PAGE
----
- The Wesleyan Covenant Association plans to continue with a new focus on advocating for churches that want to disaffiliate from The United Methodist Church.
- The WCA’s first and only president, the Rev. Keith Boyette, is stepping down to become top staff person of the new Global Methodist Church.
- The Rev. Jay Therrell will succeed Boyette at the WCA.
The Wesleyan Covenant Association will stick around to help congregations that want to leave The United Methodist Church.
That message was shared early and often as the WCA met May 6-7 outside Indianapolis, drawing roughly 1,000 in person and about as many at simulcast locations.
The WCA took the lead in the creation of a new traditionalist Methodist denomination, the Global Methodist Church, which formally began May 1.
“The WCA is like a proud parent,” said the Rev. Carolyn Moore, who chairs the WCA’s Global Council.
But Moore and other WCA leaders insist their group still has purpose in pushing for traditionalist churches — progressive ones, too — to have an easier path for departing The United Methodist Church.
“The WCA will continue to advocate for fair and gracious ways for local churches to discern their future and to act upon that discernment,” said the Rev. Keith Boyette, WCA president.
The WCA will go forward without Boyette, its first and only president. He’s leaving to become the top staff person at the Global Methodist Church.
The WCA’s Global Legislative Assembly elected the Rev. Jay Therrell, who has made news as leader of the WCA’s Florida Chapter, to succeed Boyette.
“I am humbled and honored to follow someone I admire as a great leader,” Therrell said after the May 6 vote.
For decades, The United Methodist has experienced internal division over theology and Christian practice, particularly how accepting to be of homosexuality.
The WCA formed in 2016 as an unofficial traditionalist advocacy group within The United Methodist Church, joining Good News, the Confessing Movement and others in the Reform and Renewal Coalition. Those groups have worked to maintain the denomination’s bans on same-sex weddings and the ordination of self-avowed practicing homosexuals.
The traditionalists prevailed at a special 2019 General Conference, with delegates not only retaining but also reinforcing those bans. But the relatively close vote (438 delegates in favor and 384 against) and contentious aftermath — including protests and stepped-up disobedience of church law in the U.S. — only underscored the denomination’s divisions.
Boyette proved a key player as a diverse group of United Methodist leaders came together to negotiate the Protocol of Reconciliation and Grace Through Separation, unveiled in January 2020. The plan called for traditionalists leaving to form their own denomination, getting $25 million in United Methodist funds to begin. It spelled out the terms under which local churches and even annual conferences could leave.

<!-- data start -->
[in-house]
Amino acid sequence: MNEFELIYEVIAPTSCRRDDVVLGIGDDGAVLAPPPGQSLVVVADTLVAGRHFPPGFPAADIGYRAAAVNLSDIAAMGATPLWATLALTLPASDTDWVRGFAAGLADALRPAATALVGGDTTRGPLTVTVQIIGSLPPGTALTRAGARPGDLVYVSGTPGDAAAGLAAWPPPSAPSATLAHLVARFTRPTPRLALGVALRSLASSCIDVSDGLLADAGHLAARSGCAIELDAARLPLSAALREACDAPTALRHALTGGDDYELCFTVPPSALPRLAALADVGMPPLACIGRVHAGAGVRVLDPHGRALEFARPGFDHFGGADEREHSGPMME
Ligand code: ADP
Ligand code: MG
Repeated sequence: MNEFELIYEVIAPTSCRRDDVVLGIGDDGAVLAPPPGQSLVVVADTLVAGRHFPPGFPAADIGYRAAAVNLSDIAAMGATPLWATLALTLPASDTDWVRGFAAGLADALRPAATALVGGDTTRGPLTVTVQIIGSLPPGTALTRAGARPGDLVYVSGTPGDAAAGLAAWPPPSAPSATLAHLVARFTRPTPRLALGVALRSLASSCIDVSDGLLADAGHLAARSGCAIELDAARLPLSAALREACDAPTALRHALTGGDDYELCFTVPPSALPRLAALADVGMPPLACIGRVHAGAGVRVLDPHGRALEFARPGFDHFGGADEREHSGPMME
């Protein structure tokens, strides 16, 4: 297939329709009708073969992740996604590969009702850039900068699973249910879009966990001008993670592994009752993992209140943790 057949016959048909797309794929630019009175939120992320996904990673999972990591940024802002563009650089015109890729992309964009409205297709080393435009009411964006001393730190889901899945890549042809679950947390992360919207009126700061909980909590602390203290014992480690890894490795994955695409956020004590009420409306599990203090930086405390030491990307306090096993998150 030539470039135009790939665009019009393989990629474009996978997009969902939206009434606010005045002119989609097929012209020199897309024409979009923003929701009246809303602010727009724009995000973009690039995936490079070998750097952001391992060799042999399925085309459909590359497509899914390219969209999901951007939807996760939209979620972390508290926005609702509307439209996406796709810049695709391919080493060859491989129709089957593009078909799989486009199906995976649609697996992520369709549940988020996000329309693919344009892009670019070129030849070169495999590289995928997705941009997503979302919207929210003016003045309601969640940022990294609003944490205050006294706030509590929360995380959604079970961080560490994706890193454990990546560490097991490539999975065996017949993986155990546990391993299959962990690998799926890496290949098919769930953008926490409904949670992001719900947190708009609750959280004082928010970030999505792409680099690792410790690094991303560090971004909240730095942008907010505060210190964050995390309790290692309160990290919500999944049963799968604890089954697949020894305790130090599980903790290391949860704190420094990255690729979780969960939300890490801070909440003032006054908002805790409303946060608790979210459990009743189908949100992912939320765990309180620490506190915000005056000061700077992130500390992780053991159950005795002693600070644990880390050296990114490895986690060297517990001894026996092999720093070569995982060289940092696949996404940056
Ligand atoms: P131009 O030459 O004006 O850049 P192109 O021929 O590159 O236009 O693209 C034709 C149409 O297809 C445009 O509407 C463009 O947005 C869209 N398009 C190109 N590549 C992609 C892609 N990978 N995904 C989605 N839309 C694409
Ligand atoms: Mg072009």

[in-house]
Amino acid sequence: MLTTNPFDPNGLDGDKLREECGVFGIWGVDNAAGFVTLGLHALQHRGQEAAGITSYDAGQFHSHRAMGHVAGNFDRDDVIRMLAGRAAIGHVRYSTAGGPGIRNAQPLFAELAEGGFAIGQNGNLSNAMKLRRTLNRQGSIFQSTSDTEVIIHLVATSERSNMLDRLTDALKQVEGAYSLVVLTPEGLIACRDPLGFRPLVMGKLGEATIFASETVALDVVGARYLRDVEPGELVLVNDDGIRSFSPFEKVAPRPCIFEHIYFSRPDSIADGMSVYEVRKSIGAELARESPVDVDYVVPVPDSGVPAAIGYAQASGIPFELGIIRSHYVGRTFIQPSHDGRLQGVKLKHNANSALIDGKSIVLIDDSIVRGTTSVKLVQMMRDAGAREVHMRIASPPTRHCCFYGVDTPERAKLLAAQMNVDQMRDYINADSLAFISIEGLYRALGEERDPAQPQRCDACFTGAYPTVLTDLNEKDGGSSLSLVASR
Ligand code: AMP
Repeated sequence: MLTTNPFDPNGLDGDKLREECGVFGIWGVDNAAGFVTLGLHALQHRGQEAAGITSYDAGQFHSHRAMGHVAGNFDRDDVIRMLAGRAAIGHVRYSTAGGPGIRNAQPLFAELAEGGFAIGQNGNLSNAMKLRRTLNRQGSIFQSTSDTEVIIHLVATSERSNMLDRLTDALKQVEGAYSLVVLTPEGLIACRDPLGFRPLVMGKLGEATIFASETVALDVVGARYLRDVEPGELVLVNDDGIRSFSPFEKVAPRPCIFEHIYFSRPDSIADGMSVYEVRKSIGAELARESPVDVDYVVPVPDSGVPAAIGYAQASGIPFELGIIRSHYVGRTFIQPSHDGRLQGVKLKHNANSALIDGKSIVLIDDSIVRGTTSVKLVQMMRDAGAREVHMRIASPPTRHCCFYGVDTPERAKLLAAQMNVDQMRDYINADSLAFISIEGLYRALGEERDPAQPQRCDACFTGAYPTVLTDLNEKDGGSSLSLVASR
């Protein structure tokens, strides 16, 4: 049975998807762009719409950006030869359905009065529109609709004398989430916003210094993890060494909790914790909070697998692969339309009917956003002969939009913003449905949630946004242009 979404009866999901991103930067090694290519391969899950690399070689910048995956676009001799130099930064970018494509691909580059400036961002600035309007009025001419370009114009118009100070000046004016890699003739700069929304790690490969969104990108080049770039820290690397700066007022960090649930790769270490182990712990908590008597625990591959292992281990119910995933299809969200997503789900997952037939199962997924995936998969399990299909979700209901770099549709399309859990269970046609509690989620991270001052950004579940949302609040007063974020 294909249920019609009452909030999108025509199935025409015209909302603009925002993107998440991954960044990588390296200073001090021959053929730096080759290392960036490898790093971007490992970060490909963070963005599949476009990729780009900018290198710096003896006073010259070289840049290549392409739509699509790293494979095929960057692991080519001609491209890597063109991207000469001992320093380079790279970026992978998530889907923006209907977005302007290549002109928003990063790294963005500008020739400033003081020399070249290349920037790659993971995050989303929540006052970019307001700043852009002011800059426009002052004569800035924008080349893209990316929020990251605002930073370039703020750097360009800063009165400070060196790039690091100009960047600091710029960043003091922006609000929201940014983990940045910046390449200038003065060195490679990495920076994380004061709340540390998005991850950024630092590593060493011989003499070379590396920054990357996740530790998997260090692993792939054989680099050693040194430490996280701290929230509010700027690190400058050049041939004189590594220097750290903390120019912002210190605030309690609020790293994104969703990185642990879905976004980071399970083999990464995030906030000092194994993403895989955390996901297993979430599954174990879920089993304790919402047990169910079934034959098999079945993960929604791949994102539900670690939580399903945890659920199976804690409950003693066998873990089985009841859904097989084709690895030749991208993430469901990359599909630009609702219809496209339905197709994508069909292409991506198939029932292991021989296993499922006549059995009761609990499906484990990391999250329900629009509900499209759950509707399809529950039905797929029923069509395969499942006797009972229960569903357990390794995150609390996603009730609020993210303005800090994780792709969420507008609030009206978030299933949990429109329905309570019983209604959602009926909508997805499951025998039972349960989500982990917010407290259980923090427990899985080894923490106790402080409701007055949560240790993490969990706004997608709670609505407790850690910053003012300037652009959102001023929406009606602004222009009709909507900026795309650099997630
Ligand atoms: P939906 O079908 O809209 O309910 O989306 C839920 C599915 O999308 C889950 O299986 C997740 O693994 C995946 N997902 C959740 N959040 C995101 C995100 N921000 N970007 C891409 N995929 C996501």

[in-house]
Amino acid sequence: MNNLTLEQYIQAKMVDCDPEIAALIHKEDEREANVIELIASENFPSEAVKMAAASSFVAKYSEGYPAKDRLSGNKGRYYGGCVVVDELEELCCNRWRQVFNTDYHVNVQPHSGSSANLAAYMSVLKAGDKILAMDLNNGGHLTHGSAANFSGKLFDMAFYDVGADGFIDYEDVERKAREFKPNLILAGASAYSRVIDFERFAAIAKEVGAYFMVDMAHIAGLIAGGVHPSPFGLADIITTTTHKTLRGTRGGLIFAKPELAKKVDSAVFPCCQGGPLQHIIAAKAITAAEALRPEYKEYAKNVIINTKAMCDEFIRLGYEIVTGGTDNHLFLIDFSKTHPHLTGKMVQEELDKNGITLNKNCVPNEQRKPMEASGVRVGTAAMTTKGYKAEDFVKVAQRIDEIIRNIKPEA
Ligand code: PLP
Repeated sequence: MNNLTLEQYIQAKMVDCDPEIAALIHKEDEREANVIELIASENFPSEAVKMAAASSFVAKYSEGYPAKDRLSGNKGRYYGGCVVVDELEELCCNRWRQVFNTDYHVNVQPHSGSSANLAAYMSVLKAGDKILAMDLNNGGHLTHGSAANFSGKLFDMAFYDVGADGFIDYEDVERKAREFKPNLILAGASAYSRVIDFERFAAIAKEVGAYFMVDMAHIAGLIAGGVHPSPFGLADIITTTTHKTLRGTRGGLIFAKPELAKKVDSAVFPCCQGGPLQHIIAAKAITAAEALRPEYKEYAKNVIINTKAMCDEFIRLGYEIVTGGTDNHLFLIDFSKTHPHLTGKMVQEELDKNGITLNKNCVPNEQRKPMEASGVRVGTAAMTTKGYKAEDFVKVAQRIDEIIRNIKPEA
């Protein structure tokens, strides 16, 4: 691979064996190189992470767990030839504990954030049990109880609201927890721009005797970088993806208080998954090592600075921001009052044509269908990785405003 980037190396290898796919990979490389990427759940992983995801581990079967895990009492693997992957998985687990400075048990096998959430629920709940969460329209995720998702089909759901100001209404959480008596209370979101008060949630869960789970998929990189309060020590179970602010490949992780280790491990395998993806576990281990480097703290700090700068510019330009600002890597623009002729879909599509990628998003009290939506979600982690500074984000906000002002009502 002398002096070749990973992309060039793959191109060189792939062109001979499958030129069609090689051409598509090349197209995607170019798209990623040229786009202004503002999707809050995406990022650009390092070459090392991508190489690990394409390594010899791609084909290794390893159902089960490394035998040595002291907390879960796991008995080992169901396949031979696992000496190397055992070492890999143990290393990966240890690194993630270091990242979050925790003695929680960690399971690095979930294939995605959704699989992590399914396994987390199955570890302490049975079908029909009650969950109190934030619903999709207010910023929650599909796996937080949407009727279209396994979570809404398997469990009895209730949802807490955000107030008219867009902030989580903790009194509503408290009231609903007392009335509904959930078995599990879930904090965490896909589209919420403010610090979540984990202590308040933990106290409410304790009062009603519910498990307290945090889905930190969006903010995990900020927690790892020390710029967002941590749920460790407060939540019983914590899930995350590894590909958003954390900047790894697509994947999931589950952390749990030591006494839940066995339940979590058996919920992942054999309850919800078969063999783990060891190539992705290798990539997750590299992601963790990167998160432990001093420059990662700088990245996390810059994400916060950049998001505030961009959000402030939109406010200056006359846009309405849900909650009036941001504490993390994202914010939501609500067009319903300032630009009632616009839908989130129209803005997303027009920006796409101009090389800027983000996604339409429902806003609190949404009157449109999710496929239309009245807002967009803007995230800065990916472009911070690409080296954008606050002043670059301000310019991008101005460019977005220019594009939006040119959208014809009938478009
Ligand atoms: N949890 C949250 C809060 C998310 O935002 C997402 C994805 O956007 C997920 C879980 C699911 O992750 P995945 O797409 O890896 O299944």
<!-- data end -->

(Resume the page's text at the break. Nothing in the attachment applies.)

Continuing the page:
But the pandemic has caused three postponements of the General Conference originally set for 2020. It’s now set for 2024.
Without approval by that legislative body, the protocol remains just a legislative proposal.
The transitional leadership of the Global Methodist Church announced in March, with the backing of the WCA, that the new denomination could not wait until 2024 and would formally launch on May 1.
At the WCA’s recent meeting, speakers who were introduced as having already left The United Methodist Church for the Global Methodist Church received loud applause and whoops.
They included Boyette, who resigned from the Virginia Conference and moved his ordination to the Global Methodist Church, and the Rev. Daniel Topalski of Bulgaria.
Topalski was greeted as a hero for leading the Bulgaria-Romania Provisional Annual Conference to an April 1 vote to disaffiliate from The United Methodist Church — an action that United Methodist Bishop Patrick Streiff, the conference’s episcopal leader, said violated church polity.
Once a district superintendent in The United Methodist Church, Topalski is the first in the Global Methodist Church to carry the equivalent title “presiding elder.”
“It’s an honor for me to be recognized as the first presiding elder,” he said in an interview. “It’s also a great burden, because at the moment we really need to figure out how to continue our ministry.”
Topalski added that the conference had received considerable and much-appreciated financial support from the United Methodist Central Conference of Central and Southern Europe but felt it belonged theologically with the Global Methodist Church.
The pace of disaffiliations from The United Methodist Church has quickened in recent years, but exactly or even approximately how many have joined the Global Methodist Church in its early days was not revealed at the WCA meeting.
“We have some clergy and some churches, but it would not be appropriate for us at this point to share those kind of numbers,” Boyette said in an interview. “It’s not representative at all of who the church is and where it’s going.”